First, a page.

Difference between revisions of "Canvas Context Loss and Restoration"
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:2D Canvas Rendering contexts are currently required to have persistent backing stores. This proposal aims to relax that requirement by introducing an API
:2D Canvas Rendering contexts are currently required to have persistent backing stores. This proposal aims to relax that requirement by introducing an API allows canvases to be discarded by the browser and re-drawn by the web application on demand.
== Use Case Description ==
== Use Case Description ==
Revision as of 16:43, 28 January 2014
- 2D Canvas Rendering contexts are currently required to have persistent backing stores. This proposal aims to relax that requirement by introducing an API that allows canvases to be discarded by the browser and re-drawn by the web application on demand.
- 1 Use Case Description
- 2 Proposed Solutions
Use Case Description
- The 2d canvas backing store persistence requirement often leads to large amounts of RAM (or GPU memory) being consumed by canvas elements that are not actively used because they are off screen or in background tabs or occluded windows. Other types of RAM-greedy HTML elements can release resources in such cases.
- The expectation of canvas content persistence also makes it very difficult--if not impossible--for many web apps to recover from a GPU context reset in web browsers that store 2D canvas contents in GPU memory.
- In theory, web apps do have the capability of discarding canvas backing stores (set canvas size to zero) and regenerating canvas content. However, web apps are not and should not be expected to be responsible for resolving resource contention issues. The browser is responsible for monitoring resource usage and availability and is expected to take all necessary and reasonable measures to avoid crashes, hangs, and catastrophic performance degradations that may be caused by resource contention. Under the current specification, browsers have no options for evicting resources held by 2D canvases because there are no means of guaranteeing that the application will redraw the contents when needed.
Current Usage and Workarounds
- Web apps can track events to detect when the page is no longer visible (http://www.w3.org/TR/page-visibility/) and deallocate backing stores at that time by setting the size of the canvas element to 0. Conversely, they can detect when the page is visible again and reinitialize at that time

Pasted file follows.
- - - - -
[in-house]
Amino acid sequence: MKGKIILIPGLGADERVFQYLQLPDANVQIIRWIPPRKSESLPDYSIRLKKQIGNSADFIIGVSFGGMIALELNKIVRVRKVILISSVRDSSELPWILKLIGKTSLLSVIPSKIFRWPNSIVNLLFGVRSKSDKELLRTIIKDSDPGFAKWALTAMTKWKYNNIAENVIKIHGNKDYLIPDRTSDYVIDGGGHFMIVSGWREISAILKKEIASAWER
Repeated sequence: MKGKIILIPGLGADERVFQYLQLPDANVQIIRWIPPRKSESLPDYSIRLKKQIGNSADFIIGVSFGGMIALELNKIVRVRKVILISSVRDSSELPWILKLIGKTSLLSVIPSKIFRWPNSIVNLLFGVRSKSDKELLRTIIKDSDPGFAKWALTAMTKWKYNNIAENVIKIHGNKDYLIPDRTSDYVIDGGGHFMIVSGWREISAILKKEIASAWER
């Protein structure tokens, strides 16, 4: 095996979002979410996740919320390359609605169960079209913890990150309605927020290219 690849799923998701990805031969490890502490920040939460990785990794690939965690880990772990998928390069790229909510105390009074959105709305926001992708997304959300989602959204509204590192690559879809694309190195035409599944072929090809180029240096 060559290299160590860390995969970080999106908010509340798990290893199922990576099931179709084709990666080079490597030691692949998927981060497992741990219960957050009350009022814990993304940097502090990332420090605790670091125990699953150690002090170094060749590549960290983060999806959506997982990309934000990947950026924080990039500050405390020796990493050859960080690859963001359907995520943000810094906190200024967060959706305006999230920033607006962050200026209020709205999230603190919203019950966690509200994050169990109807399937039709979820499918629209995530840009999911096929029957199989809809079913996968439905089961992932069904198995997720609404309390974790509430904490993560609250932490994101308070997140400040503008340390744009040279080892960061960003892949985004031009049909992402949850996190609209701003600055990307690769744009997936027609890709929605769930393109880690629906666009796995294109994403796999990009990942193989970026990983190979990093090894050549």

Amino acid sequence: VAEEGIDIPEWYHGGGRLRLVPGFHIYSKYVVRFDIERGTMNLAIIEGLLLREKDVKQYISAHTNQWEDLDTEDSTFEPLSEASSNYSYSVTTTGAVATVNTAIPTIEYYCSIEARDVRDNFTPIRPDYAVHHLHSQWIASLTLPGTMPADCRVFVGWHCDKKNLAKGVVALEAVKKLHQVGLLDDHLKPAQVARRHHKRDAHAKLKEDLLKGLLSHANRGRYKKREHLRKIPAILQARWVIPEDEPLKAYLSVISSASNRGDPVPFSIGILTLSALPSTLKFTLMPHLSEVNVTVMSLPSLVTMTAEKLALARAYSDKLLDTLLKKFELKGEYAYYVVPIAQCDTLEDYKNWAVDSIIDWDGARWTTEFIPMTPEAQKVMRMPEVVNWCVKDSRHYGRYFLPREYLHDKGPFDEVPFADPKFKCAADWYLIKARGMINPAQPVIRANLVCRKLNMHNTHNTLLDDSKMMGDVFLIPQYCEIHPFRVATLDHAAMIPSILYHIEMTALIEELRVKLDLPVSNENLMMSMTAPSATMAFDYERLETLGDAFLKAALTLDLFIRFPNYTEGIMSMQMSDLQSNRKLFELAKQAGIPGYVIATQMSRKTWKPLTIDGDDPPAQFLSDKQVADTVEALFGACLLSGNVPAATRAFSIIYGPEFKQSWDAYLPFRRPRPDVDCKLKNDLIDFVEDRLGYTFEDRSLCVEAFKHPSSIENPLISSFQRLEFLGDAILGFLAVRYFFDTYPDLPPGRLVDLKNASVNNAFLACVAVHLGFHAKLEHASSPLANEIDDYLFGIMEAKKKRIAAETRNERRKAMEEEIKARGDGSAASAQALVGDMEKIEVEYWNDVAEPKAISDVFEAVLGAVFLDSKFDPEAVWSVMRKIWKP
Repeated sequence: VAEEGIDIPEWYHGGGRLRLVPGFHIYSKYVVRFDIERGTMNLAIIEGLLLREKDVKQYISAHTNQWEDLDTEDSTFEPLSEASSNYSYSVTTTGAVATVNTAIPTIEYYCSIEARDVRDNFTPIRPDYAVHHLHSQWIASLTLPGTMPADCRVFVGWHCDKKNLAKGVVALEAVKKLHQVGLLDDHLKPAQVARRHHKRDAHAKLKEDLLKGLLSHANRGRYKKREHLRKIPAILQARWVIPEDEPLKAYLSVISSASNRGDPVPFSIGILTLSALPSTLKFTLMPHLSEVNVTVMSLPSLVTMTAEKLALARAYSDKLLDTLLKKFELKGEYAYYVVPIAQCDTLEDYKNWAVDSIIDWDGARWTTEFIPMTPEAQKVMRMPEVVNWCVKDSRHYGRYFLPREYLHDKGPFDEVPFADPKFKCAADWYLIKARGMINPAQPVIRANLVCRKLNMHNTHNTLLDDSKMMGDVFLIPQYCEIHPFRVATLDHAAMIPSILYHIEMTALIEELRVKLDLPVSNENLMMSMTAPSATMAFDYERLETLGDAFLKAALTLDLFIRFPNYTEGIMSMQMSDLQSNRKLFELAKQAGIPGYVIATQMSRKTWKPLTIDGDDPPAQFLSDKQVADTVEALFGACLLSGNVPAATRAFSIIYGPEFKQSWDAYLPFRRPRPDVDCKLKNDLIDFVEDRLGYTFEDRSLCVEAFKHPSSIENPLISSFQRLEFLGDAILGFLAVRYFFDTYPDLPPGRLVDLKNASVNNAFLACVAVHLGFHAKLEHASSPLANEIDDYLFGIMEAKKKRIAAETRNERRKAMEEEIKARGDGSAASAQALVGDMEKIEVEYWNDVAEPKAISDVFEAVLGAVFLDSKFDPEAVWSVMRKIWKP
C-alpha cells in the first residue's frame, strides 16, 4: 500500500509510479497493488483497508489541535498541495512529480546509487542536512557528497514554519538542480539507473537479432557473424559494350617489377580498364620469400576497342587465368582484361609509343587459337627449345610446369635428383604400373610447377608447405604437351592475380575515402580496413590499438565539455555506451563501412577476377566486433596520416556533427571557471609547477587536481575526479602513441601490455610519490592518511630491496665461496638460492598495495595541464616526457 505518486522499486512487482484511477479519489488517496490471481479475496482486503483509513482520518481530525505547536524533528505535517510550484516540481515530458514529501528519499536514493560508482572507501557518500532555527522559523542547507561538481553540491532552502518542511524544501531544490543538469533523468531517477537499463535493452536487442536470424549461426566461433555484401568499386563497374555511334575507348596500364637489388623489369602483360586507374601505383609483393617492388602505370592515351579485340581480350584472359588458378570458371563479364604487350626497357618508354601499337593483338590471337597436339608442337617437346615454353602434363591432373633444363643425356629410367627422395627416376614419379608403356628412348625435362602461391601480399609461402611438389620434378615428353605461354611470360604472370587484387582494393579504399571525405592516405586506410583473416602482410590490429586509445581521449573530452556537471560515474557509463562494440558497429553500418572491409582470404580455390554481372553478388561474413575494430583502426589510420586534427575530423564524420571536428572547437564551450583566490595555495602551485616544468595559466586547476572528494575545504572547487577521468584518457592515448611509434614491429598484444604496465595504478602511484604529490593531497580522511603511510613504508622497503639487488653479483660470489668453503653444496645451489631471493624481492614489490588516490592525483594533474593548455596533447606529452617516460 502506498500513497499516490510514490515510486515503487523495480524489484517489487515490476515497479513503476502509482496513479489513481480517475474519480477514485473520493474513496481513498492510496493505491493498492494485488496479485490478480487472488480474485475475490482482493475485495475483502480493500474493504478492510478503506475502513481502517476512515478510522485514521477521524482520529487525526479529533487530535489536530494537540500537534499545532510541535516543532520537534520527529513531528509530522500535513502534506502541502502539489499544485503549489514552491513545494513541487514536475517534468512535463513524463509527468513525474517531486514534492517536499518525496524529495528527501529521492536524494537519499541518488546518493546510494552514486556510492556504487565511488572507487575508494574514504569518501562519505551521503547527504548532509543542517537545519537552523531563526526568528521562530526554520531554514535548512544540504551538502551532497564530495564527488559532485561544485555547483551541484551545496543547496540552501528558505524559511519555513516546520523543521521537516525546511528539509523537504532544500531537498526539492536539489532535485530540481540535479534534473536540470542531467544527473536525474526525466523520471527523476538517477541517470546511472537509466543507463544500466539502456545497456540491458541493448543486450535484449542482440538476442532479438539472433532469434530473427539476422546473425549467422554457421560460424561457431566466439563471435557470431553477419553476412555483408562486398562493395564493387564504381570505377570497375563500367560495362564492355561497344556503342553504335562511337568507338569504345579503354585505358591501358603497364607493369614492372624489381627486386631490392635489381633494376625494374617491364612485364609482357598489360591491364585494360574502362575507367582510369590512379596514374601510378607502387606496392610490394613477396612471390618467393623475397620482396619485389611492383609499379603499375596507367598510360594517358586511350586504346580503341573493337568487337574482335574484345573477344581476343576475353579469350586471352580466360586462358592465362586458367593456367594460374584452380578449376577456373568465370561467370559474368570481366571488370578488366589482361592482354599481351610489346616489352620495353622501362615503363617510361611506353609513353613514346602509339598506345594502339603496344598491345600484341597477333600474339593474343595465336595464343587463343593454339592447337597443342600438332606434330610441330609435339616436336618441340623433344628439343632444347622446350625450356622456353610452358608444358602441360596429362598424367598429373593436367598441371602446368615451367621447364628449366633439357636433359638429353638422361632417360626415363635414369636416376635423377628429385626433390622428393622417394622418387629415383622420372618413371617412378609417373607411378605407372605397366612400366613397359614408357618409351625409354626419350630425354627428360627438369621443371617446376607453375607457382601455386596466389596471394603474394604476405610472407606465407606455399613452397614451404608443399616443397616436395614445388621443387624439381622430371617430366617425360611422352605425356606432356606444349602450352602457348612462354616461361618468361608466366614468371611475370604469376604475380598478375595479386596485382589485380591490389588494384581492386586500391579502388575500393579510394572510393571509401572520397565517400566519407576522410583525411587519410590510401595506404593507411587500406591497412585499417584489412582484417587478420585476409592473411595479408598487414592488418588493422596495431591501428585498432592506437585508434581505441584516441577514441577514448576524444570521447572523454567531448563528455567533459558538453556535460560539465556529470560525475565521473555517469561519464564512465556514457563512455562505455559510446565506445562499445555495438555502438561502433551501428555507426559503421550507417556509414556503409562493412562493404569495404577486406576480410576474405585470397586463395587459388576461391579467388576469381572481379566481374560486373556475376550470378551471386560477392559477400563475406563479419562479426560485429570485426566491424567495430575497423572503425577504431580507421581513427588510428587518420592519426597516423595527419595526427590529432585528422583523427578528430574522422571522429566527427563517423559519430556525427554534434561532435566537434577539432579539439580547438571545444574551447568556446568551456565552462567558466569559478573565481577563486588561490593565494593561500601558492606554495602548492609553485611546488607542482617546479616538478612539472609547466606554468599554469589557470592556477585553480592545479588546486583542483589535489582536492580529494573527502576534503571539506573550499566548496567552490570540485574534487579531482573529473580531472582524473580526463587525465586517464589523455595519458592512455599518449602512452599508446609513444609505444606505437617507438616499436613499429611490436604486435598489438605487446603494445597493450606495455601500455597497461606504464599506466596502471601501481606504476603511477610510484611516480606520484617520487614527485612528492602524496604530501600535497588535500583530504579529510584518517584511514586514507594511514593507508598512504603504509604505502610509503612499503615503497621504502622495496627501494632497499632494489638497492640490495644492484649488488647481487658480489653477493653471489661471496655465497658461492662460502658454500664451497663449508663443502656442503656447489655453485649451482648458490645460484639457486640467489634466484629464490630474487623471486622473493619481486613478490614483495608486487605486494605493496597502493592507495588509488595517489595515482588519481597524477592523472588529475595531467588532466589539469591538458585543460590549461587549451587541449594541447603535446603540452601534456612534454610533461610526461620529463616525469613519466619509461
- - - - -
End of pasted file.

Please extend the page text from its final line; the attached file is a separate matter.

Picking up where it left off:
- Web apps can track events that are often associated with GPU context losses (e.g. waking-up from hibernation), and conservatively reinitialize the 2D canvas by resetting the context (set canvas width/height) and redrawing, just in case.
- Empower the browser to monitor resources to decide whether to drop canvas backing stores and in what order (LRU backgroung tabs?) in order to achieve better performance and stability. If web apps must handle resource eviction themselves, they may often free resources when not necessary, which may lead to unnecessary tab switching lag.
- Make recovery from GPU context losses more robust.
- Allow GPU-accelerated 2D canvases on platforms that are known to drop graphics contexts often or unpredictably.
Requests for this Feature
- E-mail thread on Chromium graphics-dev mailing list
"Is there any reason why we don't add a similar optional callback to the 2D context? (in reference to WebGL context loss API)" --Rik Cabanier, Adobe
- E-mail thread on Chromium graphics-dev mailing list
The following solutions were pondered in the discussion thread cited above:
- Generalize the WebGL context lost / context recovered API, so that it applies to all types of canvases.
- Add a redraw callback on the canvas element
Retained Solution : Upstream the context lost/recovered API form the WebGL specification into the parent canvas specification.
- General Concept:
- a renderingContextLost event is fired after the context is lost.
- a renderingContextRestored event is fired immediately after a previously lost canvas context is brought back to a usable state. The canvas context is returned to its initial state and the canvas's backing store is blank (transparent black) when restored.
- Rendering context losses may be intended by the user agent (to resolve resource contention), or may be forced by external factors (e.g. a graphics driver reset).
- For convenience, the lost state should be accessible. To do so, the isContextLost method that is defined in the WebGLRenderingContext API should also exist in the CanvasRenderingContext2D API.
- Losing contexts (applies to 2d contexts, some aspects different for WebGL):
- Intentional losses are only allowed if the contextRestored event is handled on the canvas element associated with the context.
- The UA is free to use any set of rules to decide which contexts are dropped when and in what order.
- The return value of isContextLost() may transition from false to true before the contextLost event is dispatched (like webGL).